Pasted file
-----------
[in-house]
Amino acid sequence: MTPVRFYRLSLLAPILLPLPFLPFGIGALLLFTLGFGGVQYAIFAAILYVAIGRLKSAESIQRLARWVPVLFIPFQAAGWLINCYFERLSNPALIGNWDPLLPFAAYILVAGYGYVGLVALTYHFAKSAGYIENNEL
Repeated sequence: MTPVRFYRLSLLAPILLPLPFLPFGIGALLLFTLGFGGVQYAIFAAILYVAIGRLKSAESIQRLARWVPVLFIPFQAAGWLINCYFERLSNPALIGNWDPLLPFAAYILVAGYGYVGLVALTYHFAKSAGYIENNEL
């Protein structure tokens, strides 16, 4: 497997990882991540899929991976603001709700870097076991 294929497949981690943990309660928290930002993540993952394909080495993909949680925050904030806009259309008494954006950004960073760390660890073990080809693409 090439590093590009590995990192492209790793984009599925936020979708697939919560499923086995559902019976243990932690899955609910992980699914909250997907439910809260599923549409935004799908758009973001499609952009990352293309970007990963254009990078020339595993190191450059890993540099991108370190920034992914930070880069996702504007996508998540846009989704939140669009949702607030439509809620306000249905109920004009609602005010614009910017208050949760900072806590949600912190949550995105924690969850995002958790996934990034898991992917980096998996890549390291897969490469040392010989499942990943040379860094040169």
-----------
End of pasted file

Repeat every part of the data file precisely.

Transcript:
[in-house]
Amino acid sequence: MTPVRFYRLSLLAPILLPLPFLPFGIGALLLFTLGFGGVQYAIFAAILYVAIGRLKSAESIQRLARWVPVLFIPFQAAGWLINCYFERLSNPALIGNWDPLLPFAAYILVAGYGYVGLVALTYHFAKSAGYIENNEL
Repeated sequence: MTPVRFYRLSLLAPILLPLPFLPFGIGALLLFTLGFGGVQYAIFAAILYVAIGRLKSAESIQRLARWVPVLFIPFQAAGWLINCYFERLSNPALIGNWDPLLPFAAYILVAGYGYVGLVALTYHFAKSAGYIENNEL
């Protein structure tokens, strides 16, 4: 497997990882991540899929991976603001709700870097076991 294929497949981690943990309660928290930002993540993952394909080495993909949680925050904030806009259309008494954006950004960073760390660890073990080809693409 090439590093590009590995990192492209790793984009599925936020979708697939919560499923086995559902019976243990932690899955609910992980699914909250997907439910809260599923549409935004799908758009973001499609952009990352293309970007990963254009990078020339595993190191450059890993540099991108370190920034992914930070880069996702504007996508998540846009989704939140669009949702607030439509809620306000249905109920004009609602005010614009910017208050949760900072806590949600912190949550995105924690969850995002958790996934990034898991992917980096998996890549390291897969490469040392010989499942990943040379860094040169």